Regarding the 'double genitive', here is what the 'Practical English Usage' by Michael Swan says:
mahmud k pukayoor's user avatar
2 votes

Double Posessive Usage

Leaving out the possessive actually changes the meaning. You might think of each possessive as marking a successive inheritance. The father is Dan's. The breath is Dan's father's. In the example of ...
Kay V's user avatar
  • 380
2 votes

Use of the possessive

The preposition of already denotes possession or association, so it is not necessary to write Conor's as well. "I am a friend of Conor and his family" would be correct.
Richard Beasley's user avatar
2 votes

Are both these sentences grammatically correct?

Both are grammatically correct. In (1) try substituting a proper noun for 'him'. For example we might say, "I am not a fan of Tolstoy". This is surely fine, so going back to "him" (the personal ...
Philip Wood's user avatar
2 votes
Accepted

Are phrases of the form "A <possession> of <name>'s" grammatically correct?

Your sentence is much better off as you started, though I would personally prefer not to separate the subject from the verb by too many words: David, using a metaphor of Saul's, said... or Using a ...
fev's user avatar
  • 26.3k
1 vote

NPs containing double genitives: "this harassment of her of yours"

I'll simply cite the King of Spain's daughter's doll's dress as evidence that "possession" (whether conveyed using the Saxon genitive 's or the preposition of) can be used recursively to any ...
FumbleFingers's user avatar
1 vote

Apostrophe 's, "of", or nothing to show possession/ownership?

why do we sometimes show possession/ownership using 's or of, why sometime not? Neither the Saxon genitive (the family's name), nor "of" (the name of the family), nor noun1 + noun2 (the ...
Greybeard's user avatar
  • 38k
1 vote

Apostrophe 's, "of", or nothing to show possession/ownership?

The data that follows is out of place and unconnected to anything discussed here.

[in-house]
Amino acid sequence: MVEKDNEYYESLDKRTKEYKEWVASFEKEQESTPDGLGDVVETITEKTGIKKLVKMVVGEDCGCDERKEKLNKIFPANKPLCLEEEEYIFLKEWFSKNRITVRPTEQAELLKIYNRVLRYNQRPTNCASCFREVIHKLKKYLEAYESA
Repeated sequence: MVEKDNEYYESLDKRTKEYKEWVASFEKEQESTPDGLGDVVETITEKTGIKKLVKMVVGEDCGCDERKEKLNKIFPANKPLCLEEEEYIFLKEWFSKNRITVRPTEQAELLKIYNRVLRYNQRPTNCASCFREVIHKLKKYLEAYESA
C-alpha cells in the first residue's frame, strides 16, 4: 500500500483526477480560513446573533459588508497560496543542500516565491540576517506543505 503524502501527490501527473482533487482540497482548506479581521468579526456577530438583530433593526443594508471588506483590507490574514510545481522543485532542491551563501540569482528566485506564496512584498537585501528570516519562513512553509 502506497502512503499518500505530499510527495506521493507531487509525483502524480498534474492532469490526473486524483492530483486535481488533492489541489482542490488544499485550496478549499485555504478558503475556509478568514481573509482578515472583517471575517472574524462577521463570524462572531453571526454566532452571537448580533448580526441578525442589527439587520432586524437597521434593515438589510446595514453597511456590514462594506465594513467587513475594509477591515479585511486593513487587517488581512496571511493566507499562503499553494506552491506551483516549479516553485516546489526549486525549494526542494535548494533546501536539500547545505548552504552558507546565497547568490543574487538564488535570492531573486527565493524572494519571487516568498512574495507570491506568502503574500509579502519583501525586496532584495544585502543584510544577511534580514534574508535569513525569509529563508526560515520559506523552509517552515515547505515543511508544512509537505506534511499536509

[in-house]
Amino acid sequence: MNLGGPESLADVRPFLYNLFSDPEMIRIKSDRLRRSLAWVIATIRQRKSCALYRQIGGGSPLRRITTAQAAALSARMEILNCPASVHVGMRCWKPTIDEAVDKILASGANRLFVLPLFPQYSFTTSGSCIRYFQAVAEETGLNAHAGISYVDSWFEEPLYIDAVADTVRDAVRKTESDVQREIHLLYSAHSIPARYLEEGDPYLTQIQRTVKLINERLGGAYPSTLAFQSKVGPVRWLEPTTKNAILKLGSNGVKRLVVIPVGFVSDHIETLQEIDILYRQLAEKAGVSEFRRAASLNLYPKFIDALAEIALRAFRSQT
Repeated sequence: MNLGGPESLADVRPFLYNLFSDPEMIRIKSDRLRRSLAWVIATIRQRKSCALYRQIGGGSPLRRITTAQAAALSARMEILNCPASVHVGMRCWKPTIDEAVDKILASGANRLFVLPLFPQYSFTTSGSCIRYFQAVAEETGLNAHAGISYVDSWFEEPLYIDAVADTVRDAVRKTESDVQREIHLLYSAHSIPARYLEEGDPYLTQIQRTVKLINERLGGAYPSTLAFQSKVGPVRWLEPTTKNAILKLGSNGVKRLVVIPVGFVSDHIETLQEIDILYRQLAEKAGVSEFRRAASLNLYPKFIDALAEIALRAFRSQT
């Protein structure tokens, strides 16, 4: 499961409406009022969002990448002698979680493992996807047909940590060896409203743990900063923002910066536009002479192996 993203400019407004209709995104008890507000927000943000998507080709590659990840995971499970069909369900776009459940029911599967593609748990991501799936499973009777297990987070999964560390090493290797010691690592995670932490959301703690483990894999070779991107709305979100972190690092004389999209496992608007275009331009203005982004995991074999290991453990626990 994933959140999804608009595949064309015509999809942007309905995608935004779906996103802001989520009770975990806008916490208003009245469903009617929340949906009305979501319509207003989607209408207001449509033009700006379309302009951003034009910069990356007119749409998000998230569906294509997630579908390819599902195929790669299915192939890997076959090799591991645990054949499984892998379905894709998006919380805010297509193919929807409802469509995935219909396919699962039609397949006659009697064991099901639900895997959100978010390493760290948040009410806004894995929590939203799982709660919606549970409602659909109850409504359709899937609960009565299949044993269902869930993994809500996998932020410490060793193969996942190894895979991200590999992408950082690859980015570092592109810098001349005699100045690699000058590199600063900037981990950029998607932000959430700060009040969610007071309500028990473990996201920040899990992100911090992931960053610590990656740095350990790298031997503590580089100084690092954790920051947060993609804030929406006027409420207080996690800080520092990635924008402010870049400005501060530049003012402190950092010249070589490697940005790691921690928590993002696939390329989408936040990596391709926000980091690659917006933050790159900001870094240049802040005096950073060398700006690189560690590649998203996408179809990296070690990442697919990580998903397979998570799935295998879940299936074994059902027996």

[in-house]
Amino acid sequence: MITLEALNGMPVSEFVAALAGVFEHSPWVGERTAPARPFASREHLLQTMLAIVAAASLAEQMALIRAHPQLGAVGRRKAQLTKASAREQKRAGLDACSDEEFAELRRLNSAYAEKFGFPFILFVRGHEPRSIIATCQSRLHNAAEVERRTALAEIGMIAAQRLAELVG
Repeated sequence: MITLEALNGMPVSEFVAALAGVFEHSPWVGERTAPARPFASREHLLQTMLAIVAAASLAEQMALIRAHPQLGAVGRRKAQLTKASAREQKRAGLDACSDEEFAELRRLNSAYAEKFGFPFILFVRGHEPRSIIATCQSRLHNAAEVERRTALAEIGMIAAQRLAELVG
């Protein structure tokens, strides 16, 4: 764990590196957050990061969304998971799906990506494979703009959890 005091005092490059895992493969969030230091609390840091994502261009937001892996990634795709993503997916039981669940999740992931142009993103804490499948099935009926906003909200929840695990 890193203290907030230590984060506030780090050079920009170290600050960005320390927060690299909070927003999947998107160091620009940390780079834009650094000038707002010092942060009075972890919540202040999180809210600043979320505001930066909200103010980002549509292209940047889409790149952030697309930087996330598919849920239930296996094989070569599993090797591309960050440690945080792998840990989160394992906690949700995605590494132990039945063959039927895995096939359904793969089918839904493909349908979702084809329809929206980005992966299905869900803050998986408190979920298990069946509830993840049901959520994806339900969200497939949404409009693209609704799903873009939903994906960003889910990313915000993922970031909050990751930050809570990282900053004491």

As your suggested alternatives indicate, there are any number of ways of showing ownership, both specifically and generally by simply subtracting an 's or adding a couple of words (as in "the dog'...
rhetorician's user avatar
  • 19.2k
1 vote

When and why we use double-genitive with respect to the word 'of'?

There was one of your examples that made the difference clear to me (split by me to better facilitate my explanations below): This is a picture of Bill This is a picture of Bill’s In the first case, ...
Canned Man's user avatar
1 vote

Double possession dilemma: should I say “your” or “yours”?

Kapeezy's is the logical answer, but we don't always speak logically. My sense is that yours and the John Wichel Foundation’s grant is not that uncommon. I had a look at the iWeb corpus, searching ...
Colin Fine's user avatar
  • 76.1k
1 vote

The use of "that of" and an apostrophe

Your sentence should be "Julia's experience is similar to that of Robert." If you were to say eg. "Julia's experience is similar to that of Robert's brother." then you would need the possessive ...
uklancs's user avatar
  • 49
1 vote

Alternative for double genitive in "the author's master's thesis"

Dance around it. It may be a good idea for this author to quote his master's thesis at this point.
Ricky's user avatar
  • 19.9k
1 vote
Accepted

The house of a friend of Bob’s

"a friend of Bob's" means "one of Bob's friends". Therefore, you can say "I've been to Tom's, one of Bob's friends. /or/ I've been to Tom's, a friend of Bob's. You can omit the word "house". ...
Centaurus's user avatar
  • 49.5k
1 vote

Plural possessive with separate possessions

We can say "one of the families' houses" to refer to one of the houses owned by one or more of the families. In this context, "one of" applies to "the families' houses" You actually could have ...
Cyndy's user avatar
  • 11